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Law Legislation

  • The Supreme Court Monday rejected a tobacco industry appeal on two issues in a Florida class-action case that has already resulted in a $145 billion punitive award against the cigarette makers being overturned.

  • The European Commission said on Monday it had decided to open formal anti-trust proceedings against Qualcomm over the U.S. company's patent licensing rates for third-generation mobile telephones.

  • A New York Jets season-ticket holder filed a class-action lawsuit Friday against the New England Patriots and coach Bill Belichick for "deceiving customers."

  • The U.S. Equal Employment Opportunity Commission sued Bloomberg LP on Thursday, alleging the news service had discriminated against pregnant employees by cutting their pay and demoting them.

  • Siemens's review of corruption allegations has identified more than 1.5 billion euros ($2.1 billion) in suspicious payments dating back 10 to 12 years, sources close to its supervisory board said on Thursday.

  • A union filed a shareholder lawsuit against Moody's on Wednesday claiming the rating agency did not tell investors it "assigned excessively high ratings" to bonds backed by subprime mortgages.

  • A California appeals court on Tuesday declined to reinstate a long-running case against the Walt Disney over royalties it paid for its popular Winnie the Pooh character.

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    No matter what happens with the New York Knicks sexual harassment trial, the fans won't turn away. All the crisis PR people who keep going on television and talking to the newspapers, whining that the Knicks "brand" is getting damaged, should challenge themselves to come up with a number of people they think will not renew their season tickets solely because of this.

  • Four out of five businesses worldwide have been hurt by some type of corporate fraud in the last three years, according to a survey commissioned by risk consultant Kroll.

  • A European Union proposal to stop people from accessing bomb-making instructions online is fraught with technical difficulties, if not downright unworkable, Internet practitioners say.

  • Apple

    Apple Chief Executive Steve Jobs was asked by U.S. securities regulators to give a deposition in a lawsuit against the company's former general counsel involving stock options backdating, Bloomberg reported, citing two people familiar with the matter.

  • A shareholder in BAE Systems has filed a lawsuit against the British defense company's board and other individuals which seeks damages stemming from past arms deals with Saudi Arabia.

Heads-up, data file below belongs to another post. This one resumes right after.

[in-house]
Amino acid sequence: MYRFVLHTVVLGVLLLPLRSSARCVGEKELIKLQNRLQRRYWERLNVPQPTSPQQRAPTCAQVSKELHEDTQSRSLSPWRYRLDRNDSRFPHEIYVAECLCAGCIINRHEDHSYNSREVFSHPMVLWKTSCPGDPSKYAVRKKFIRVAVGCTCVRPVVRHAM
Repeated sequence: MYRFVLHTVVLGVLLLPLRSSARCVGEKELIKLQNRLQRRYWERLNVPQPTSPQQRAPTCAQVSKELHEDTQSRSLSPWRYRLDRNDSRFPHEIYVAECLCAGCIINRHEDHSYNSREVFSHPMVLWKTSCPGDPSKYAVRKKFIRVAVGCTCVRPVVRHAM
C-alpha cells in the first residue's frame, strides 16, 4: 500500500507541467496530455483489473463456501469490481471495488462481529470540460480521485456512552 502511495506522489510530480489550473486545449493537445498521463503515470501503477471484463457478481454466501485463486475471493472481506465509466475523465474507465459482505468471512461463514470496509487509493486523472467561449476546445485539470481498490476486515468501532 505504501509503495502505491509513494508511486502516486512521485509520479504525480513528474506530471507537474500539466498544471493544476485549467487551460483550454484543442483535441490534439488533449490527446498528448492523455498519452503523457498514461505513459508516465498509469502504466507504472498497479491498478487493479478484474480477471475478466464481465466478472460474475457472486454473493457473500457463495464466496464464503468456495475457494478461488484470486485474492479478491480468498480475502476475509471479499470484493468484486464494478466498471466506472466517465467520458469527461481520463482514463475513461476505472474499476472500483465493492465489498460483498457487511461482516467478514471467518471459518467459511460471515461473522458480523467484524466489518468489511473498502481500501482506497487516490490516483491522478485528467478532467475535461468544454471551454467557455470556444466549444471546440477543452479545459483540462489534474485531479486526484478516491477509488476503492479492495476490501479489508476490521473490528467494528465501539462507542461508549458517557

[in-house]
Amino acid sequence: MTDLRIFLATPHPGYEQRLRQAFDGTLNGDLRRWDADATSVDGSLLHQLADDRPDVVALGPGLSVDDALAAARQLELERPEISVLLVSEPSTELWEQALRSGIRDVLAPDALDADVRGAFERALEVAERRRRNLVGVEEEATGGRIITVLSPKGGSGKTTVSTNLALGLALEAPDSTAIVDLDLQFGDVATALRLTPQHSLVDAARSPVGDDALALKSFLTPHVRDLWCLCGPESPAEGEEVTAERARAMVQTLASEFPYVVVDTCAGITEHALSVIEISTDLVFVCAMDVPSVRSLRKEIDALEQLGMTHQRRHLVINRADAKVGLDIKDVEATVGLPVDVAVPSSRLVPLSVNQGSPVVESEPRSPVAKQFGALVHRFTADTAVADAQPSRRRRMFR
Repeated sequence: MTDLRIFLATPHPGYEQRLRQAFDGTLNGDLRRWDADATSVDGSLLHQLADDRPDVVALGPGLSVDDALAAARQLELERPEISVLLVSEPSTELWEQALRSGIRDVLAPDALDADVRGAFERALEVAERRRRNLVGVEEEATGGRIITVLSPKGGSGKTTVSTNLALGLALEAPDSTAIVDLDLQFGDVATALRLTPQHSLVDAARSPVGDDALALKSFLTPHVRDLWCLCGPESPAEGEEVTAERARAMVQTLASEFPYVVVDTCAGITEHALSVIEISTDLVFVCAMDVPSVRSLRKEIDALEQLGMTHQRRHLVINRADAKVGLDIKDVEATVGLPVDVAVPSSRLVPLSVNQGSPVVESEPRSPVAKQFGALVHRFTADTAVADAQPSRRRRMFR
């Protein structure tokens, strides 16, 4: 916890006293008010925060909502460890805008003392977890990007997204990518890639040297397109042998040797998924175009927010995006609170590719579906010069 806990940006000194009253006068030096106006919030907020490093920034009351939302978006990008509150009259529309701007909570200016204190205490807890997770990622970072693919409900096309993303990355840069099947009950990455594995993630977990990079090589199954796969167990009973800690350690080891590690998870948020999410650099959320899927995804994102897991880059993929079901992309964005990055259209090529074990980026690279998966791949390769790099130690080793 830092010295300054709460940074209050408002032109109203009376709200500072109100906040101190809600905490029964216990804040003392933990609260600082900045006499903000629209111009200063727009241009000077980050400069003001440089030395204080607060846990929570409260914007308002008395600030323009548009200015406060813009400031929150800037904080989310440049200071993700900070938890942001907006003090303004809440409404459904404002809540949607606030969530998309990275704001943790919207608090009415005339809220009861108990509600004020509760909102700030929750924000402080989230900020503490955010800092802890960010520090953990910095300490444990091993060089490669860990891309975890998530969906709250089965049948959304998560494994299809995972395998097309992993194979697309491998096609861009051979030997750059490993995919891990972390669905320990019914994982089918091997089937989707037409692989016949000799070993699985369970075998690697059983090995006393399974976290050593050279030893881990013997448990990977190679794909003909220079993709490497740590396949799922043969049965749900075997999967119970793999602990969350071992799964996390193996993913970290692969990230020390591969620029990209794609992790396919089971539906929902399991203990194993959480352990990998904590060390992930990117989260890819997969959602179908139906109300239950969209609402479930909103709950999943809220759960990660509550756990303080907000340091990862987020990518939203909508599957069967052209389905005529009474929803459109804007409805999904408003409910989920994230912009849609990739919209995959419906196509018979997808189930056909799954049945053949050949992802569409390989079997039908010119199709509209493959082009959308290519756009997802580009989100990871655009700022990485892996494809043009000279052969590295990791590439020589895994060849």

• A federal appeals court on Tuesday upheld a Delaware judge's rejection of billionaire investor Kirk Kerkorian's claims that he was defrauded in the 1998 merger of DaimlerBenz and Chrysler.

  • Microsoft may find it hard to appeal a landmark decision from the European Union Court of First Instance to uphold a European Commission anti-trust fine, because it sets important precedents for EU competition issues, officials said Monday.

  • Yesterday, I blogged that messages to each of David Maris' lawyers seeking comment on Biovail "dropping" or "settling" its case against the former Bank of America Securities analyst had gone without a response. Well, this morning I got this email from one of his attorneys tossing the ball back in Biovail's court:

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    The New York Post broke the news today that Biovail Corporation, Canada's biggest biotech, is dropping its lawsuit against a hedge fund, a research outlet, Bank of America Securities and its former specialty pharmaceuticals analyst David Maris. "60 Minutes" did a piece on the lawsuits last year. Shortly after being sued, Maris left B of A. He and the company never disclosed..

  • Narin Leininger knows about the risks of talking on a cell phone or sending text messages while driving. The 16-year-old high school junior says he'd only use his phone behind the wheel in an emergency -- a flat tire, traffic jam or crash.

  • Asia-Pacific leaders said on Sunday they saw "real progress" in world trade talks now underway in Geneva and pledged flexibility and the political will to forge a deal by the end of 2007.

  • The U.S. Congress is looking into Mattel's procedures for alerting federal regulators about hazardous toys, The Wall Street Journal reported in its online edition Friday.

  • The independence of the credit-rating agencies came under fire in the aftermath of recent mortgage-market turmoil as regulators plan to investigate how the companies are paid, the Wall Street Journal reported Friday.